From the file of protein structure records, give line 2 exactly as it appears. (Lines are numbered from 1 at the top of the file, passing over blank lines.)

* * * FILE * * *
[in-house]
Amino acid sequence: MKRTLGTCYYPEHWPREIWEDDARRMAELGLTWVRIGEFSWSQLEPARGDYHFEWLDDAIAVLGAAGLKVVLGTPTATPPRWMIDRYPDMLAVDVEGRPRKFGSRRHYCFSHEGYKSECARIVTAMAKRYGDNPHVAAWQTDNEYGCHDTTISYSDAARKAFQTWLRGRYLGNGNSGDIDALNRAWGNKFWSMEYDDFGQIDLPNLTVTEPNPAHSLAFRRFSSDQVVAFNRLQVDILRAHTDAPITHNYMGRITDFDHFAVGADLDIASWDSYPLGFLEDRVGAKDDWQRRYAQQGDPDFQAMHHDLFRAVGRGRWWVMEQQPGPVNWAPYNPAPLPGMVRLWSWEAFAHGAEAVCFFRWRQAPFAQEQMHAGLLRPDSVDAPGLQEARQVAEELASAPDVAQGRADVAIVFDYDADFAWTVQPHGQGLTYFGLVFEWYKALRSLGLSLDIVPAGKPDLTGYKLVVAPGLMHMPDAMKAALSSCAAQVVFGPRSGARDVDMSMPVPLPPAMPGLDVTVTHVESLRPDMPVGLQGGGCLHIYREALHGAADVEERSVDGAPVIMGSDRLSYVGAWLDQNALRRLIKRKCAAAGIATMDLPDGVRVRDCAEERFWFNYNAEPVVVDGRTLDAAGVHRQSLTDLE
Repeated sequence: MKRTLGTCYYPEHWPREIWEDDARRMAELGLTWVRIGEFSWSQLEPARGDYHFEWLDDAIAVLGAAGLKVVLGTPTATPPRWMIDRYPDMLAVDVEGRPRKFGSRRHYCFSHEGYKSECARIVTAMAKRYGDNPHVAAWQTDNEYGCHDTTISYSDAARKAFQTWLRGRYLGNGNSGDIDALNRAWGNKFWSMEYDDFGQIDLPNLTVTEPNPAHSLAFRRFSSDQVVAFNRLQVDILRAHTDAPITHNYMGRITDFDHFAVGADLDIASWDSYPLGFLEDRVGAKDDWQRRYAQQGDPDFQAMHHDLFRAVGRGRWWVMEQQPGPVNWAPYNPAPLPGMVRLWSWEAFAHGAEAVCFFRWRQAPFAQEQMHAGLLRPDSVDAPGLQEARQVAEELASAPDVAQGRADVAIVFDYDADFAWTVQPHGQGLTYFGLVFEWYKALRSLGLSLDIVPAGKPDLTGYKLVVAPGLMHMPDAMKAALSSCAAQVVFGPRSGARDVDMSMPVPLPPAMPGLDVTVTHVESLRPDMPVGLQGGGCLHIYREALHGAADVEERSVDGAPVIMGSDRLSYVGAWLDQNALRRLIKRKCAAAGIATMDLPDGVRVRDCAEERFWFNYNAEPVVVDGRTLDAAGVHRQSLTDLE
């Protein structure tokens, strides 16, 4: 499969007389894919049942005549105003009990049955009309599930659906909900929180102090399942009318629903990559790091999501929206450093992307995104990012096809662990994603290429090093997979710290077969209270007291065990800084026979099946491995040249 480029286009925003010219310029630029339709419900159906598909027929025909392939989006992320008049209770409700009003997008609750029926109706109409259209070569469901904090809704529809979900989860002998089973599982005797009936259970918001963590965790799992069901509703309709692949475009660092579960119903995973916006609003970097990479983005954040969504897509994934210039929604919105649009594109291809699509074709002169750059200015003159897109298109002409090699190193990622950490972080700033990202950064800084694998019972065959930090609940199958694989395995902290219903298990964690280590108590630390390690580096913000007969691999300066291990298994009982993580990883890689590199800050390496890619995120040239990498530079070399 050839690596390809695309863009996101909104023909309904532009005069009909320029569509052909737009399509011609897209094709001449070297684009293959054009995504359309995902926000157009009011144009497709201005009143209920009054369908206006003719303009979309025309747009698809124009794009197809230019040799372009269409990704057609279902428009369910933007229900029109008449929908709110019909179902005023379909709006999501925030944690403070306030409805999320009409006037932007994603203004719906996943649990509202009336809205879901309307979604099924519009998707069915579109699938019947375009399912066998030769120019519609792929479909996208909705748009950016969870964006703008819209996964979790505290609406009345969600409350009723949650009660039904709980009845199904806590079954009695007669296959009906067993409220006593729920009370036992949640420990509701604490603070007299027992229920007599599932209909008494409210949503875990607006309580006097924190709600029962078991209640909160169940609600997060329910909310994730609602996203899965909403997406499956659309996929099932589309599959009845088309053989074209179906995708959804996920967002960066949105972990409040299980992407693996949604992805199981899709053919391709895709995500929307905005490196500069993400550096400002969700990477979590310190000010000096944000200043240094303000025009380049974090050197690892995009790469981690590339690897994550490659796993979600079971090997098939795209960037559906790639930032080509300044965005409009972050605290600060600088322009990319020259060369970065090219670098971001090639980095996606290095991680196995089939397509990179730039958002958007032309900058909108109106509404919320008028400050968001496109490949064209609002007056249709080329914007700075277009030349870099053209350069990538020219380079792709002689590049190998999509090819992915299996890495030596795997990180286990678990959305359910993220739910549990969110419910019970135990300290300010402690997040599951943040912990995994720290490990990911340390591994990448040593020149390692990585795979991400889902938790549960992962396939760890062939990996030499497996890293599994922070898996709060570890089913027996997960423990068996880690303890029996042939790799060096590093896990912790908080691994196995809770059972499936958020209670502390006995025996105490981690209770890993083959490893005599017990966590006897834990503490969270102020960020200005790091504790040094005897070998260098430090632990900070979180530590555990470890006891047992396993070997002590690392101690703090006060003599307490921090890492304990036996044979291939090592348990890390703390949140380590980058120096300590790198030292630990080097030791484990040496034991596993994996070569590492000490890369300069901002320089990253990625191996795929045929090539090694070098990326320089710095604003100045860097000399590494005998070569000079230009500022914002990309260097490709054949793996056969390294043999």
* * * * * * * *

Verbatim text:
Amino acid sequence: MKRTLGTCYYPEHWPREIWEDDARRMAELGLTWVRIGEFSWSQLEPARGDYHFEWLDDAIAVLGAAGLKVVLGTPTATPPRWMIDRYPDMLAVDVEGRPRKFGSRRHYCFSHEGYKSECARIVTAMAKRYGDNPHVAAWQTDNEYGCHDTTISYSDAARKAFQTWLRGRYLGNGNSGDIDALNRAWGNKFWSMEYDDFGQIDLPNLTVTEPNPAHSLAFRRFSSDQVVAFNRLQVDILRAHTDAPITHNYMGRITDFDHFAVGADLDIASWDSYPLGFLEDRVGAKDDWQRRYAQQGDPDFQAMHHDLFRAVGRGRWWVMEQQPGPVNWAPYNPAPLPGMVRLWSWEAFAHGAEAVCFFRWRQAPFAQEQMHAGLLRPDSVDAPGLQEARQVAEELASAPDVAQGRADVAIVFDYDADFAWTVQPHGQGLTYFGLVFEWYKALRSLGLSLDIVPAGKPDLTGYKLVVAPGLMHMPDAMKAALSSCAAQVVFGPRSGARDVDMSMPVPLPPAMPGLDVTVTHVESLRPDMPVGLQGGGCLHIYREALHGAADVEERSVDGAPVIMGSDRLSYVGAWLDQNALRRLIKRKCAAAGIATMDLPDGVRVRDCAEERFWFNYNAEPVVVDGRTLDAAGVHRQSLTDLE